Looking through my photographic collection, I am always reminded of what Liverpool has lost architecturally. Wartime bombing saw off a fair number of good (and occasionally great) buildings,but by far the greatest destruction was caused in the post-War decades, particularly the 1960s and 70s.

Waterloo Grain Warehouses can claim to be victims of both the Blitz and the 1960s readiness to dismantle the city’s heritage. Opened in 1867 to the design of George Fosberry Lyster, the City Engineer, there were originally three warehouses facing East Waterloo Dock. (The photograph is taken from Princes Half Tide Dock with its entrance into East Waterloo Dock). James Picton, architect and writer whom I so often quote, regarded the warehouses as ‘a great improvement on the massive ugliness of the Albert Dock’. Certainly there are similarities in construction, with the hauling machinery in this case being housed in the turrets that arise above the roof level.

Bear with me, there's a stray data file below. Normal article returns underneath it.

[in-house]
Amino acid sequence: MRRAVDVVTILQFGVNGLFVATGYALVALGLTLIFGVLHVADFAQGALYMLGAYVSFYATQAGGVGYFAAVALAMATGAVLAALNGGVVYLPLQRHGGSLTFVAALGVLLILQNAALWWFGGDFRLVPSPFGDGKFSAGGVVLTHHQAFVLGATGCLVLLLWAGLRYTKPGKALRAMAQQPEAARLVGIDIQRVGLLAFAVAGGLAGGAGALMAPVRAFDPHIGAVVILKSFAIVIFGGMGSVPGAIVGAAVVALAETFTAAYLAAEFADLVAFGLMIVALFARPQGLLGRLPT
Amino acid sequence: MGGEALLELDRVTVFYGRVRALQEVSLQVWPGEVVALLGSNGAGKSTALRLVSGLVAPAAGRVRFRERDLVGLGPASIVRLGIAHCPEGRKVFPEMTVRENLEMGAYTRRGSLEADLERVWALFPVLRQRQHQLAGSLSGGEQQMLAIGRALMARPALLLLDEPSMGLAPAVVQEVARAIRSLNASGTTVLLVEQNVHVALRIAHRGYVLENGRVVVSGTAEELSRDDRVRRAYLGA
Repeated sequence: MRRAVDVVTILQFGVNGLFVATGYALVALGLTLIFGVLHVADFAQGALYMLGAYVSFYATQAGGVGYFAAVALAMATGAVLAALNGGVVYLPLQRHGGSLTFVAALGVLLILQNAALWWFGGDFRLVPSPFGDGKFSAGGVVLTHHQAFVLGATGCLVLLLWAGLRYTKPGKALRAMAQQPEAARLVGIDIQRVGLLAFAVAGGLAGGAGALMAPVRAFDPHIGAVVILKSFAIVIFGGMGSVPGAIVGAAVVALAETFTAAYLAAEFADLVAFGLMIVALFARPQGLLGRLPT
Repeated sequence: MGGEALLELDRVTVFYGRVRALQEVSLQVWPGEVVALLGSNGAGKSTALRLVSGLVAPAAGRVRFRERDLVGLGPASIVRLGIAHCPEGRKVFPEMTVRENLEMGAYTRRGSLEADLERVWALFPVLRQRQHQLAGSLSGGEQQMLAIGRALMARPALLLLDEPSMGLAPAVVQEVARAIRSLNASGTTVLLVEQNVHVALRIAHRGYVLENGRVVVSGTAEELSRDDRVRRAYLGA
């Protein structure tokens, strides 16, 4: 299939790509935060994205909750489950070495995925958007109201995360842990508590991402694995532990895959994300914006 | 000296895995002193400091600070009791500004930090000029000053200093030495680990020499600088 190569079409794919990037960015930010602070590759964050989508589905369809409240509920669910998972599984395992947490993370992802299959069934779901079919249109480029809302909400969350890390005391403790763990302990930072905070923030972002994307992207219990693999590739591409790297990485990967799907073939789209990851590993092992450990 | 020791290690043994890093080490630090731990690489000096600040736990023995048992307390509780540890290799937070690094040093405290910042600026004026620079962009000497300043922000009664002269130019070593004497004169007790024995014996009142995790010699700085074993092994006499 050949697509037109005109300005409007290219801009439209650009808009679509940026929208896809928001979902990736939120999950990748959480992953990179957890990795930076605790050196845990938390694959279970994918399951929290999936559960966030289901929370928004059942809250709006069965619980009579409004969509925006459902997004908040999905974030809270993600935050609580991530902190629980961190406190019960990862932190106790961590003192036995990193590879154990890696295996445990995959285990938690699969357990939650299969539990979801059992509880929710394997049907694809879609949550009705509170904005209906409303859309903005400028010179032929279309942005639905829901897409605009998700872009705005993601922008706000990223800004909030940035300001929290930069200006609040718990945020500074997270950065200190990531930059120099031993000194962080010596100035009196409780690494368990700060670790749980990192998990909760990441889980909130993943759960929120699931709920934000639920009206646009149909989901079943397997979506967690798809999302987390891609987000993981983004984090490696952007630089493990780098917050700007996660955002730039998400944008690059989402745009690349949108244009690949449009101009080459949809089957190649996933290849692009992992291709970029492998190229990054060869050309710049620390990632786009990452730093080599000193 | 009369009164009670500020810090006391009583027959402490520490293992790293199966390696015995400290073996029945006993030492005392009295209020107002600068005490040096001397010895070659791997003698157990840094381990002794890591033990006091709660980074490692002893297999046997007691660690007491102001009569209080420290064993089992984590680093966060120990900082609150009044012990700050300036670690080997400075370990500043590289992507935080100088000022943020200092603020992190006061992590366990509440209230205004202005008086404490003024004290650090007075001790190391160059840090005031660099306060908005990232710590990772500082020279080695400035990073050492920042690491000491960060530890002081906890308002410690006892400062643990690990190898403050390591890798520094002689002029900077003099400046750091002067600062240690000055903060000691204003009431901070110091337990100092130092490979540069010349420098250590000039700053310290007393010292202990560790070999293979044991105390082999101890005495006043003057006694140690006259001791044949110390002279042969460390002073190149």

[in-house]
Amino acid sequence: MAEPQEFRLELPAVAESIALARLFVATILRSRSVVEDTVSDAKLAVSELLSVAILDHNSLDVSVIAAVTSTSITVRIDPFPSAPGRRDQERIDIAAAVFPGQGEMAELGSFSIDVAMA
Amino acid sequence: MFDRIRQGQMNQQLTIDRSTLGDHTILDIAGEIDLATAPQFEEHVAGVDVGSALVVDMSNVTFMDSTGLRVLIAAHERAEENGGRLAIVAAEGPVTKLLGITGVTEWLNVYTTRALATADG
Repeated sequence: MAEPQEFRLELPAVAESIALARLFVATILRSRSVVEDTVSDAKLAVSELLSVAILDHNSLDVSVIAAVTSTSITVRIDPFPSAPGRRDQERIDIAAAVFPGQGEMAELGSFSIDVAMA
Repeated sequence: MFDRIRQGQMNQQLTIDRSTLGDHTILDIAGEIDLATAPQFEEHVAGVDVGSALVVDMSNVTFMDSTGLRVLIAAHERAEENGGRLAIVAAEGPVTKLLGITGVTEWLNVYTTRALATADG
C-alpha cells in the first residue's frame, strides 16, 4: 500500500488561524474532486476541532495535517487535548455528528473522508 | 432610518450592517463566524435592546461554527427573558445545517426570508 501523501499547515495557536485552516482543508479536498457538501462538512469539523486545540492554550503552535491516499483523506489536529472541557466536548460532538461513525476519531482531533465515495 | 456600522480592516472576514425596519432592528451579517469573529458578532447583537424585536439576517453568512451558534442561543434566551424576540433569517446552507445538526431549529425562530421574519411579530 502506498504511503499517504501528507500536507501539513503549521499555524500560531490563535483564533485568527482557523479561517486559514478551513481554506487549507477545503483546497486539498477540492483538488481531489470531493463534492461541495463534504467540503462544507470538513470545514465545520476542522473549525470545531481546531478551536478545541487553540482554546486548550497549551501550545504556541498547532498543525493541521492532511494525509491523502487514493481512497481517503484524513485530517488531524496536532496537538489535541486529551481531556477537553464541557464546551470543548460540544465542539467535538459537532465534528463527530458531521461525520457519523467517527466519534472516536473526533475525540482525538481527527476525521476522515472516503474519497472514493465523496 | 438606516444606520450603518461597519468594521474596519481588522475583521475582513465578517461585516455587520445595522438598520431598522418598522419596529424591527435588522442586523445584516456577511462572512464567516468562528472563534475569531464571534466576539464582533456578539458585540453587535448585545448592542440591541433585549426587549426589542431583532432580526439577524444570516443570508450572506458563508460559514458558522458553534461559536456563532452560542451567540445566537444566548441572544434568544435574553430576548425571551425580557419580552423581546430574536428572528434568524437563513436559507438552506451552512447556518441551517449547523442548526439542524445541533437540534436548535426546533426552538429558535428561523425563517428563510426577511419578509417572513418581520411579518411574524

The far block was destroyed by enemy bombing. The block on the left survived until 1969, when the Mersey Docks and Harbour Board demolished it at roughly the same time as Duke’s Warehouse, which was adjacent to Albert Dock. Two unnecessary acts that have greatly diminished our dockland heritage. Barratt Homes bought the remaining Waterloo Grain Warehouse and converted it to flats. The site of the other warehouses are now typical suburban houses – totally out of keeping with their once grand setting.

Waterloo Grain Warehouses, c1895

One Response to “Waterloo Grain Warehouses, c1895”